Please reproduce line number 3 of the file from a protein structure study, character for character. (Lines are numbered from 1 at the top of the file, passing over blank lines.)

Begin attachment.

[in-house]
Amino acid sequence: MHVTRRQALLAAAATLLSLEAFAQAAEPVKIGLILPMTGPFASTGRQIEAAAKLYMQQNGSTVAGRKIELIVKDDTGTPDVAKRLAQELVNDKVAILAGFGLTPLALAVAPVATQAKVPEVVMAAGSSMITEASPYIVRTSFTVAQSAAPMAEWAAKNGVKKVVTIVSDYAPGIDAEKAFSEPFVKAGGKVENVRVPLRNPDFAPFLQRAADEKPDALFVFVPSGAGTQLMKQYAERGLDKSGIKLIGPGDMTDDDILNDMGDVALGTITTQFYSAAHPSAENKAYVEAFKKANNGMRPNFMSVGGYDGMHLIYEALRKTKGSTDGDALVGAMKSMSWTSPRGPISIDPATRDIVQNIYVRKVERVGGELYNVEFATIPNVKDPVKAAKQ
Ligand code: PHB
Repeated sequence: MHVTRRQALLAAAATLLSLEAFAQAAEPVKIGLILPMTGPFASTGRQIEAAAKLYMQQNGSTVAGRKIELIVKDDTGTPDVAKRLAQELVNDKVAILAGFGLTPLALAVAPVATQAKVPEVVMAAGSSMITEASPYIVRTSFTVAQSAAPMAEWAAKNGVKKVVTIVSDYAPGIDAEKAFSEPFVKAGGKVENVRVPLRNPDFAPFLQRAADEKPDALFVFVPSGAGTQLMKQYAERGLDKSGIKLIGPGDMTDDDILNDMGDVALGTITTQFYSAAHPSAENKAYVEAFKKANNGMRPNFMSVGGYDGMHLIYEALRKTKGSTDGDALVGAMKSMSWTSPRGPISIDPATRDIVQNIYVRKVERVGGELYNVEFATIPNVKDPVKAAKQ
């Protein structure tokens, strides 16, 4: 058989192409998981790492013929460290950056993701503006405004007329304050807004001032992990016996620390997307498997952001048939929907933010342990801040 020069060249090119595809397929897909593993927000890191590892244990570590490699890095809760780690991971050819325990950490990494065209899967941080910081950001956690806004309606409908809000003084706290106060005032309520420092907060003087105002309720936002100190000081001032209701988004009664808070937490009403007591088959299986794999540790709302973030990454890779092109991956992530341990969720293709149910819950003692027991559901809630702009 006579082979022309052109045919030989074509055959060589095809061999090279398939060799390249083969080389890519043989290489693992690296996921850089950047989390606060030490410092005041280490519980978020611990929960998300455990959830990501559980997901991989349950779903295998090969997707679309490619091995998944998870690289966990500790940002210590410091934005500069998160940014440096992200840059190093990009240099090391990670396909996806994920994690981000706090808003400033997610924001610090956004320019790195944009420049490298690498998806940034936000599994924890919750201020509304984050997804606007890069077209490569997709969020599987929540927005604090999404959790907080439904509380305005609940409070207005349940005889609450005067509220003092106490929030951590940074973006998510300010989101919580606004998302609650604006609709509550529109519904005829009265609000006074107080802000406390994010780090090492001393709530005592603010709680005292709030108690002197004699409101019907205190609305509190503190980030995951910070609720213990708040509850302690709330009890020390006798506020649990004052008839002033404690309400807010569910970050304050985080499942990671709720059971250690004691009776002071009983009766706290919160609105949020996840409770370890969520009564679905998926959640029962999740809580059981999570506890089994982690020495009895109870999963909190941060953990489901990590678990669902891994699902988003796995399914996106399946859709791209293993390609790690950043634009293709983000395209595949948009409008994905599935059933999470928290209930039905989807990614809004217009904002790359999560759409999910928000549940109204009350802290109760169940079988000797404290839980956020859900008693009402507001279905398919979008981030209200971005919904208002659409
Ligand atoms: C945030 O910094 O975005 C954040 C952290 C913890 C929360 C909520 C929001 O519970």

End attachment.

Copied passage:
Ligand code: PHB